The City contracted with botanist Dr. Jacqueline Courteau to study the impact of the deer on Ann Arbor’s natural areas. Dr. Courteau studied deer impacts on three different plants – oak seedlings, trillium, and wildflowers. All three studies had fenced and unfenced areas for comparison purposes.
All three studies show that more plants are surviving with reduced deer browse, but neither the oak nor the trillium browse levels are at sustainable levels. That is, the deer are not allowing the regeneration of the oaks forests nor the trillium under the oaks.
Ecological carrying capacity focuses on the interaction between herbivores and the plants that they eat. It is defined as “the maximum density of animals that can be sustained in the absence of harvesting without inducing trends in vegetation” (Krebs 1978). At ecological carrying capacity, the rate of browsing is roughly equal to the rate of food-plant regrowth. Our deer are exceeding the ecological carrying capacity of the City’s natural areas.
From the 2020 Deer Impacts on Oak Seedlings summary by Dr. Corteau:
- Overall, deer browsed 46% of all monitored red oak seedlings in 2019–20, the lowest level overall since monitoring began in 2015–16.
- Most sites where deer have been managed have shown steady declines in deer browse levels.
- Despite declines, deer browse levels remained higher at all sites than the 15% threshold beyond which oak regeneration is likely to fail.
The oak seedlings study has been going on for 4 years. Deer browse damage on the oak seedlings is clearly trending downward with the notable exception of Furstenberg Park, which is greater than 3/8 of a mile to a deer management site.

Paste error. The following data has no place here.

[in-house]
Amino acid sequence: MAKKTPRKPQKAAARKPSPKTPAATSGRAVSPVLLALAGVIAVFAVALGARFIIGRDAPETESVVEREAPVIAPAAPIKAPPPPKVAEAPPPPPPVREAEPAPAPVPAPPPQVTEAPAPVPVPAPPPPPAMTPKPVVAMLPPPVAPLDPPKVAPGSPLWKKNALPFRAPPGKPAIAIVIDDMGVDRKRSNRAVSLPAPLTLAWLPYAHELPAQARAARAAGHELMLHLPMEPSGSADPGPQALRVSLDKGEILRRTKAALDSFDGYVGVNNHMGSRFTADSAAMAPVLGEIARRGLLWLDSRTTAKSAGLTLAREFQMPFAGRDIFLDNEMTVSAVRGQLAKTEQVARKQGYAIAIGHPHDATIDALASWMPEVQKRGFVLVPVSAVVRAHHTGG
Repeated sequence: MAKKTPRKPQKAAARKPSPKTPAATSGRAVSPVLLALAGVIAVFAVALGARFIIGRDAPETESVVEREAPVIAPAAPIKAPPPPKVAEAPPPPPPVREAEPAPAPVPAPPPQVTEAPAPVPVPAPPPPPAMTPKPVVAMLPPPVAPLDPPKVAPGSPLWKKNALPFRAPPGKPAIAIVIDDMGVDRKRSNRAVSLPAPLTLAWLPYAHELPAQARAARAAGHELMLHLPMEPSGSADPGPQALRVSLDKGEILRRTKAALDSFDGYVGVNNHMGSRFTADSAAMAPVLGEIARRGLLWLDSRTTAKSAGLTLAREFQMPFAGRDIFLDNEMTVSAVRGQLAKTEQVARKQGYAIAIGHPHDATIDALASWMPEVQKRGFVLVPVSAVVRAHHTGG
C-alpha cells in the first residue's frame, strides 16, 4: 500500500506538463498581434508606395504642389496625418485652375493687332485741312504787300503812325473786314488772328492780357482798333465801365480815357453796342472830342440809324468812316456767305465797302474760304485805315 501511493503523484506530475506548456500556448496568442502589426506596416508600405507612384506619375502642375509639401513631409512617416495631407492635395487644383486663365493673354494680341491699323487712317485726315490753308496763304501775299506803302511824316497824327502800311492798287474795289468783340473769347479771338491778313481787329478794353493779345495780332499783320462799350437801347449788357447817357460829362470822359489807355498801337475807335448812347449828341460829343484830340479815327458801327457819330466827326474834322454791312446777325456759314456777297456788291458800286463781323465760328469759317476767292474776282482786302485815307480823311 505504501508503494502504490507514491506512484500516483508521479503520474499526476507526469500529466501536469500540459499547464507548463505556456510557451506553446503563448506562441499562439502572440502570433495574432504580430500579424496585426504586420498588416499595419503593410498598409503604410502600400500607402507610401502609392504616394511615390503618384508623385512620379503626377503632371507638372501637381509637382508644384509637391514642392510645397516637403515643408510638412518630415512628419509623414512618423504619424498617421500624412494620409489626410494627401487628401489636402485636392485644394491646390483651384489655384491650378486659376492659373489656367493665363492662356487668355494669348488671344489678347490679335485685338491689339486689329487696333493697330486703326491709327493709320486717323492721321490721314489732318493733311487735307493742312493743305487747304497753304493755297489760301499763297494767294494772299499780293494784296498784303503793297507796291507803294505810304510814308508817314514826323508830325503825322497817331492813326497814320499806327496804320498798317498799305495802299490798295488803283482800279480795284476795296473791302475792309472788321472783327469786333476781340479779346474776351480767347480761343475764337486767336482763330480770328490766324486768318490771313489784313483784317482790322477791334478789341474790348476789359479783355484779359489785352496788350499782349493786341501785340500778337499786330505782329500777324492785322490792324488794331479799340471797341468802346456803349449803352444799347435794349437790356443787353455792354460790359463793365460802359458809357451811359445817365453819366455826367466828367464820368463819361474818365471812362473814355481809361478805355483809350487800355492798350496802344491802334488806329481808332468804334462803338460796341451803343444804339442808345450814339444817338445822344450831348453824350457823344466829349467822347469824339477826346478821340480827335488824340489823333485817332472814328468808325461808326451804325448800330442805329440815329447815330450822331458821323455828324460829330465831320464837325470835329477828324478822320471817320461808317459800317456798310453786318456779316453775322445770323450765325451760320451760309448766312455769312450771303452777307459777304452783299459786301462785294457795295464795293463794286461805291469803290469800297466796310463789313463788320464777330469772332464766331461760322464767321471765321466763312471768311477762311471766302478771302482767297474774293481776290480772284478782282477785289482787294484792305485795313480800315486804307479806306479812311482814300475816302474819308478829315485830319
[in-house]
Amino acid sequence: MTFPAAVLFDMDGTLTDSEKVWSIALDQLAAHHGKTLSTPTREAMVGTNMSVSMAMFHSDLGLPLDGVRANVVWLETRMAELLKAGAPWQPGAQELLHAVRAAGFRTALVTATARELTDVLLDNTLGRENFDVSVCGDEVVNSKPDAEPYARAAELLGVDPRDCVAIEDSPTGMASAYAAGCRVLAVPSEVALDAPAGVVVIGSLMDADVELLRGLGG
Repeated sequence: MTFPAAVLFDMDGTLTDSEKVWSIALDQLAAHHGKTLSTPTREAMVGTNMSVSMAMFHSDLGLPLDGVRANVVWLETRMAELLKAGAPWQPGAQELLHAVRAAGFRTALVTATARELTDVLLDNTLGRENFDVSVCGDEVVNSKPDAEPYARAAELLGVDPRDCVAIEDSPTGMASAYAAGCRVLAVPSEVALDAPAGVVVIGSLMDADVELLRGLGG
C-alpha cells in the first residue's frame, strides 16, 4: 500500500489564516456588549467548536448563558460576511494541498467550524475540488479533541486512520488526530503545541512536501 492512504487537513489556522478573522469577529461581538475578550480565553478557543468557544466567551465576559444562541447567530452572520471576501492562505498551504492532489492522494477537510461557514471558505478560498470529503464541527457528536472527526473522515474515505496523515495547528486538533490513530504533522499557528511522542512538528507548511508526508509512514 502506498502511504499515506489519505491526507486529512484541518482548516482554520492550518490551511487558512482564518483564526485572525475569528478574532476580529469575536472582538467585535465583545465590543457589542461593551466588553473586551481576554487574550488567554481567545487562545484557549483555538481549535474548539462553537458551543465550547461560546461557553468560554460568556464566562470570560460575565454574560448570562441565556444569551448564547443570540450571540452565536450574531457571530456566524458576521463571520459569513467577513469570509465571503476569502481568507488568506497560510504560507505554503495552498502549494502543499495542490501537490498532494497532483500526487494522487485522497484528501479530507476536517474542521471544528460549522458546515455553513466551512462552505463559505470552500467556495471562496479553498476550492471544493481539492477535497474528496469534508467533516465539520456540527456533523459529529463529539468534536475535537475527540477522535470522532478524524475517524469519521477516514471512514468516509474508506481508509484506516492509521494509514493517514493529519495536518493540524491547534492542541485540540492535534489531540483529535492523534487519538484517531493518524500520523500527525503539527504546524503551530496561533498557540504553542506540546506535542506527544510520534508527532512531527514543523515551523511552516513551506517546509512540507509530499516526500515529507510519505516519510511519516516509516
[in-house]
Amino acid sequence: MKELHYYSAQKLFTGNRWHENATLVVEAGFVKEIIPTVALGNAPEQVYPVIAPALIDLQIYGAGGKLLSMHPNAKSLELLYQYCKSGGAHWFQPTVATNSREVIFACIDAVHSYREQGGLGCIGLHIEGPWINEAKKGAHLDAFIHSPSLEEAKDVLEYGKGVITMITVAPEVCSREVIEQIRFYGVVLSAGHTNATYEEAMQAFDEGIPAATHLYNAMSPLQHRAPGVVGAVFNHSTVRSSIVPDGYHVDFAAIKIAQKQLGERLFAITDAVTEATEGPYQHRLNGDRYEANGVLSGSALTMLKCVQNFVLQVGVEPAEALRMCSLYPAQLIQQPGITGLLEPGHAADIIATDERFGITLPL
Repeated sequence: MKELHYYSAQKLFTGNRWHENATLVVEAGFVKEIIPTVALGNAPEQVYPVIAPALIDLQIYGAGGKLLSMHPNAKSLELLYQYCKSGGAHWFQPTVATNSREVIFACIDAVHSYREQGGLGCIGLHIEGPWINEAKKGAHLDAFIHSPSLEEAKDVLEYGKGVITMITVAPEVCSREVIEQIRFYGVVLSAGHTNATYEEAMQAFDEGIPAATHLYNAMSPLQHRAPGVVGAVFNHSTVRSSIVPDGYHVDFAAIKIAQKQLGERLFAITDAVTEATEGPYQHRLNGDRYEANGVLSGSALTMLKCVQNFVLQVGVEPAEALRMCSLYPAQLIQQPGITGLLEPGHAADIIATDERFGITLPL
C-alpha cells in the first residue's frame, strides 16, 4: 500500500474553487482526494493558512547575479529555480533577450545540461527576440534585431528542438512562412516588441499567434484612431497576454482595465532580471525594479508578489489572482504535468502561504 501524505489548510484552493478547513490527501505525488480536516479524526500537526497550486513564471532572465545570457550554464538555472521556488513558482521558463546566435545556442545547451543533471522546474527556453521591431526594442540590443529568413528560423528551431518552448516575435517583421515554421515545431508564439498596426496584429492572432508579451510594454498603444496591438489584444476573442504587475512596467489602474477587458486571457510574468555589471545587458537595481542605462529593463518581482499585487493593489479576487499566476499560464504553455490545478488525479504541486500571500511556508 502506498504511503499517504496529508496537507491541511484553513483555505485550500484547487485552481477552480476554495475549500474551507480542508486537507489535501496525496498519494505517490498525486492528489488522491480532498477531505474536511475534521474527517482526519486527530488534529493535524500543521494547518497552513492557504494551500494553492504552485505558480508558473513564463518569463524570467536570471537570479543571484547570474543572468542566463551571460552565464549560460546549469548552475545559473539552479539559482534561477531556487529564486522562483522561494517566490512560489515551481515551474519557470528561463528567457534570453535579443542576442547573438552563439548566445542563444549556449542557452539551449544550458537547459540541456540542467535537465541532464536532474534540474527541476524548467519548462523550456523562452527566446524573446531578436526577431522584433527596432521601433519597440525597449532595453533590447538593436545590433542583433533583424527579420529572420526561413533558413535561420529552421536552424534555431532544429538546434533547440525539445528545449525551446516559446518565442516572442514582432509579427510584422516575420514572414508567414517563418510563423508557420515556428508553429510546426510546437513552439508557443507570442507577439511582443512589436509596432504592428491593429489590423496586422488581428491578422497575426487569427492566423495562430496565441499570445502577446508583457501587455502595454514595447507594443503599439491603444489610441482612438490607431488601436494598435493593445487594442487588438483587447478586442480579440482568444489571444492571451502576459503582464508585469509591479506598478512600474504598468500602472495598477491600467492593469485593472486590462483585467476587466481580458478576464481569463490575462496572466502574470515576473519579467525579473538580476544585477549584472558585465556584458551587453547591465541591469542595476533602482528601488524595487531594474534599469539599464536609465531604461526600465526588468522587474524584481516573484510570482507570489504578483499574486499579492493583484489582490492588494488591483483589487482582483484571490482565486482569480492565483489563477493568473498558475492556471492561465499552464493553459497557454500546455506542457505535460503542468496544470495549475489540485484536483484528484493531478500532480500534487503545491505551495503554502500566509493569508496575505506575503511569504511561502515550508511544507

From the 2019 Deer Impacts on Trillium summary by Dr. Courteau:
- In 2019, trillium abundance continued to be significantly lower in unfenced plots where deer can browse and trample.
- Deer browse rates on trillium in 4 of 5 sites are above the 5–15% level that studies have shown will allow trillium populations to persist.
- Although deer management in 2016–2019 has stabilized or reduced deer populations, unfenced deer accessible plots continue to show strong deer impacts on trillium flowering, while fenced populations show recovery.
Trillium Damage in the U-M Nichols Arboretum
(slide to compare the overlayed pictures)
- The first picture shows a group of about 18 trillium and a couple of solomon seals. Only one trillium is going to bloom. It is hard to see what is missing.
- The same picture but with all 27 of the browsed trillium stems marked. Deer browsed 60% of the plants.
From the 2019 Deer Impacts on Wildflowers summary by Dr. Corteau:
- Deer browsed from 60–85% of unfenced aster and goldenrod plants.
- Deer presence was associated with significantly lower flowering rates and numbers.
Dr. Corteau’s methodology for measuring vegetative deer damage is based on work done by Dr. Bernd Blossey of Cornell University. In this video, Case Study: The Future of the Forest: White-tailed Deer and their Impact, Dr. Blossey explains how his research team has documented the impact of deer on forests. Dr. Blossey’s group also produced a video animation explaining how red oak seedlings can be used to quantify deer browse pressure on woodlands. Dr. Courteau’s most recent report the City of Ann Arbor is Deer Impacts on Vegetation in Ann Arbor Natural Areas – 2018-2019. The report summaries (also linked above) are:
– 2020 Deer Impacts on Oak Seedlings summary
– 2019 Deer Impacts on Trillium summary
– 2019 Deer Impacts on Wildflowers summary